All About The Show Dog


How to use a Show Lead, Free Baiting, Table Training, Gaiting, Handler Tricks, Stacking, and Show Ring protocol.





by Linn Vandiver, Desert Breeze Ranch


You are a breeder or owner handler. You have a breed that is handled mostly by Professionals. You want to beat them! Great, me too!


Let’s begin by saying that I have owner-handled Akita’s, Shiba Inu’s, Toy Fox Terriers, Chihuahua’s, and French Bulldogs, and I’ve groomed and/or presented many other breeds for handlers and show friends. Each breed has subtle differences on how they should be shown, and large differences in how they are groomed.


Over the last thirty years, I’ve been blessed by close friendships with top ii Pro Handlers and breeder-owner-handlers who shared their knowledge with me. One thing I’ve learned and honestly believe is that owner handlers need to WAKE UP. Every year it gets harder for us to win but the fact is, the sport cannot afford to lose us. We are the backbone of purebred dogs and without owner-handlers, well, dog shows would be a farce. (Then who would make points for everyone else?)


I have never wanted to be a Professional Handler. Most likely because I’ve seen the other side, having hired a Pro Handler for various reasons. When a Professional Handler does not win with our dog, most owners think “Shoot, I can take the dog in and loose!”


Well, I want you to be able to take your dog in and win! So first let’s take a look at what the Professional does in promoting your dog.


Professional Handler

  1. He or she “looks” like a Professional.

  2. He or she presents your dog like a Professional

  3. The pro handler makes sure that when your dog walks in the ring, it is groomed and looks like a million bucks!

  4. He or she DOES NOT stand around ringside to gossip! (at least they shouldn’t)

  5. The Pro Handler has put in the time and energy each and every day to work with your dog; show grooming and coat preparation, ring training and conditioning exercise.

Breeder/Owner Handler

  1. Get yourself together. Walk into the ring well-dressed, not looking like you just rolled out of bed! Believe it our not I’ve seen people wearing slippers in the ring!

  2. Present your dog to the best of your ability. If you are new to showing, get to a handling class. Handling classes are not just for your dog. You’ll learn for example, if your dog’s front is not its strong suit, don’t have it be the first thing the judge sees!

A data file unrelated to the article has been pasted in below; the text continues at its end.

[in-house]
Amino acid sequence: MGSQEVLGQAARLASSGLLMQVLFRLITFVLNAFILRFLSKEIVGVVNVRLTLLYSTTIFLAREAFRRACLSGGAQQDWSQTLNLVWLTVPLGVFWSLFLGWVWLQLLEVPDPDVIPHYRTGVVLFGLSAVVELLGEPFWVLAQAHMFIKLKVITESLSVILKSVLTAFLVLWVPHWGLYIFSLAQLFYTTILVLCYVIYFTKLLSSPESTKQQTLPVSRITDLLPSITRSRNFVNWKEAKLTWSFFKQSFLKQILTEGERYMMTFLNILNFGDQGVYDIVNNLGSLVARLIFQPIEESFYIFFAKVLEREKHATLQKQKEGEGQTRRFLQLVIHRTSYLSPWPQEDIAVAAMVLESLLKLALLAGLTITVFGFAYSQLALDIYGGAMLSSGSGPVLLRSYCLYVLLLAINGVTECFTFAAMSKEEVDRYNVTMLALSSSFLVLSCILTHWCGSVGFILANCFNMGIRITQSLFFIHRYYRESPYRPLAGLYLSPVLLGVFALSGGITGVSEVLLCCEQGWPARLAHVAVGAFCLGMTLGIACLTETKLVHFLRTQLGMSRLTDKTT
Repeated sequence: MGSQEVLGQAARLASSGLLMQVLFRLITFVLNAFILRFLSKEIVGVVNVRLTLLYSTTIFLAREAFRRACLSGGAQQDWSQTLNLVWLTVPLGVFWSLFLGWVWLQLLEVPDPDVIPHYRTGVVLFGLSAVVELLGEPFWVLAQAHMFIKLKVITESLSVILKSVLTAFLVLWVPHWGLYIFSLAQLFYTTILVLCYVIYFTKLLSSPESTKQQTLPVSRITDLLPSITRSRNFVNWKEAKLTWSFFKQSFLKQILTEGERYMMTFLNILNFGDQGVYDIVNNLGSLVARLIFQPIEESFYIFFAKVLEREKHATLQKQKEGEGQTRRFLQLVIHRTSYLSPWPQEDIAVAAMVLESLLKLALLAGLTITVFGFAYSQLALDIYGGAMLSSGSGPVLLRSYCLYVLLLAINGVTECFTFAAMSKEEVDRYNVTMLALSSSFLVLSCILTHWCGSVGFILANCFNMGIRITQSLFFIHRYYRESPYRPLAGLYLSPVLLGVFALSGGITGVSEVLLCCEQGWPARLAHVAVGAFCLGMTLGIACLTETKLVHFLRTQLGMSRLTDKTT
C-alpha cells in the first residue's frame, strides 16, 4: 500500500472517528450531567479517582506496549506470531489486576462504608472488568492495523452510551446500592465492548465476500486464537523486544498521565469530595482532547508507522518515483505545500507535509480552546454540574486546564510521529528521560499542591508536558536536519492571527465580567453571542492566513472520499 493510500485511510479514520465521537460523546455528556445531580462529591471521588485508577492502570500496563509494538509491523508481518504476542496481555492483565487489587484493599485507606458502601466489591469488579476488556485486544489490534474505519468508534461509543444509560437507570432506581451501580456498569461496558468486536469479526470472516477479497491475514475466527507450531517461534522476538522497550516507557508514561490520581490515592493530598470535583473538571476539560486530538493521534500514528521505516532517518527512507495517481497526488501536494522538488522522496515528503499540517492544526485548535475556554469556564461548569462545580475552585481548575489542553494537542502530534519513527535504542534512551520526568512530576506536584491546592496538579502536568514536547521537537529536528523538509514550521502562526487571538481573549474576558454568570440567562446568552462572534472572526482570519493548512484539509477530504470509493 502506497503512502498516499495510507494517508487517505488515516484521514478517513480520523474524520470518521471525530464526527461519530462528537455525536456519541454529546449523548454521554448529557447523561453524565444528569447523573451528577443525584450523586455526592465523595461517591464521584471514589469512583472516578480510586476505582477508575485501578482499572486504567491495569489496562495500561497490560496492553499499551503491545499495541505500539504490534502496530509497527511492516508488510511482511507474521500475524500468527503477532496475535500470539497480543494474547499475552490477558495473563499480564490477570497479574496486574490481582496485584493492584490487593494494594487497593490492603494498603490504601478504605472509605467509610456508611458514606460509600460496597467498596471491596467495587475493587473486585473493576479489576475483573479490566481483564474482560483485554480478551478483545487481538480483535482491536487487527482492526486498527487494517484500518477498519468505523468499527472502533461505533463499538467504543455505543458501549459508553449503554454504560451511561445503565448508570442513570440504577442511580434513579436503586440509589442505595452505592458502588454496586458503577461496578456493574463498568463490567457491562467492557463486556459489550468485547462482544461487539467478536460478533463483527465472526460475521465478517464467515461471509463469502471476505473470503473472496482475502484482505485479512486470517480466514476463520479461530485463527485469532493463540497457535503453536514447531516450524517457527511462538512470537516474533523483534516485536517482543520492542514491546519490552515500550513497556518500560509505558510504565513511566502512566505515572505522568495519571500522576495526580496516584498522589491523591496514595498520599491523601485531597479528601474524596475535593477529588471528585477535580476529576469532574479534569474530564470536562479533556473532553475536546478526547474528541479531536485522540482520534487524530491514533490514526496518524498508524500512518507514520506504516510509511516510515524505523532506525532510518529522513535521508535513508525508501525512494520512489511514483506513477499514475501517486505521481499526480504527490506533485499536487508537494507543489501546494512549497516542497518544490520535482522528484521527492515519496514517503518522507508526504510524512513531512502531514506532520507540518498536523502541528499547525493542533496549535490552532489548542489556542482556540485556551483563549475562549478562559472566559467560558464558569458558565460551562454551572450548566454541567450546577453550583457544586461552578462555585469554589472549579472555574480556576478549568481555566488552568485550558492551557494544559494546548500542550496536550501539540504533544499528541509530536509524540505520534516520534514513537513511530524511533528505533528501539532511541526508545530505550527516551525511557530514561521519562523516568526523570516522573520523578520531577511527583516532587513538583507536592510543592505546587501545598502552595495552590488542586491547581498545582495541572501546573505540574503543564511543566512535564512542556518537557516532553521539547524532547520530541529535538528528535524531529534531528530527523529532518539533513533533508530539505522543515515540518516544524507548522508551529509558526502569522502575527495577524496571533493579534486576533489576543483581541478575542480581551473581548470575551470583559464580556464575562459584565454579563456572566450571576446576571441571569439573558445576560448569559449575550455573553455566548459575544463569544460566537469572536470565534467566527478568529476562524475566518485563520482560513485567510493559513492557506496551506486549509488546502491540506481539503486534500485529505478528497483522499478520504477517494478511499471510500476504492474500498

3. Don’t just bathe your dog – GROOM YOUR DOG. Clip or preferably, grind the nails. Clean the ears. Does your dog need to have a dental done? Dirty teeth, smelly ears, and long toenails are a turn-off to the judge. Get with a trusted AND experienced person and learn how to groom your BREED for the show ring. Each individual dog requires different grooming “tricks and techniques” to have it look his best! An improperly groomed dog shows lack of knowledge or worse yet, it is just a “filler dog” or an owner-handler who doesn’t care enough to clean his/her dog. Would YOU put that dog up over other properly groomed dogs?

  4. The old saying holds true… “If you haven’t got anything good to say, don’t say anything at all!” People who don’t know me may think I’m anti-social because I don’t stand around the ring before and after judging to chit-chat. I’m there to show and win and I want to concentrate on that dog, that ring, that judge. When the show is over and everyone’s been judged, let’s be social!

  5. Work with your dog. Exercise, train, condition him physically and mentally. No one knows your dog better than you do, so put that to good use.

This is just the tip of an iceberg! The main thing I think we all need to remember is that this is a sport. We do this because we love it. We love our dogs, the competition. The world is not going to end tomorrow because we did not win today.


Above all, there is no reason to bad mouth another exhibitor or the judge because we didn’t win. It will ruin your budding reputation and it will sour your personality. Once we begin blaming others instead of addressing the real problem, we had all better look at what and why we are showing dogs.


If you and your dog are not having fun, if owner-handling is stressing you both, best that you look for a professional handler. Let him or her show your dog while you relax at ringside and feel proud of your dog. Alternatively, an honest opinion from a professional handler may lead you to get a more competitive dog.


I hope this has helped you “re-group” your approach to owner handling. If you are ready to move forward, we’ll explore ways to get your dog in top condition and groom to a bloom that no judge can ignore! Then we’ll talk about “promotion” because that is what professional handlers do best… EST 1998 14091708



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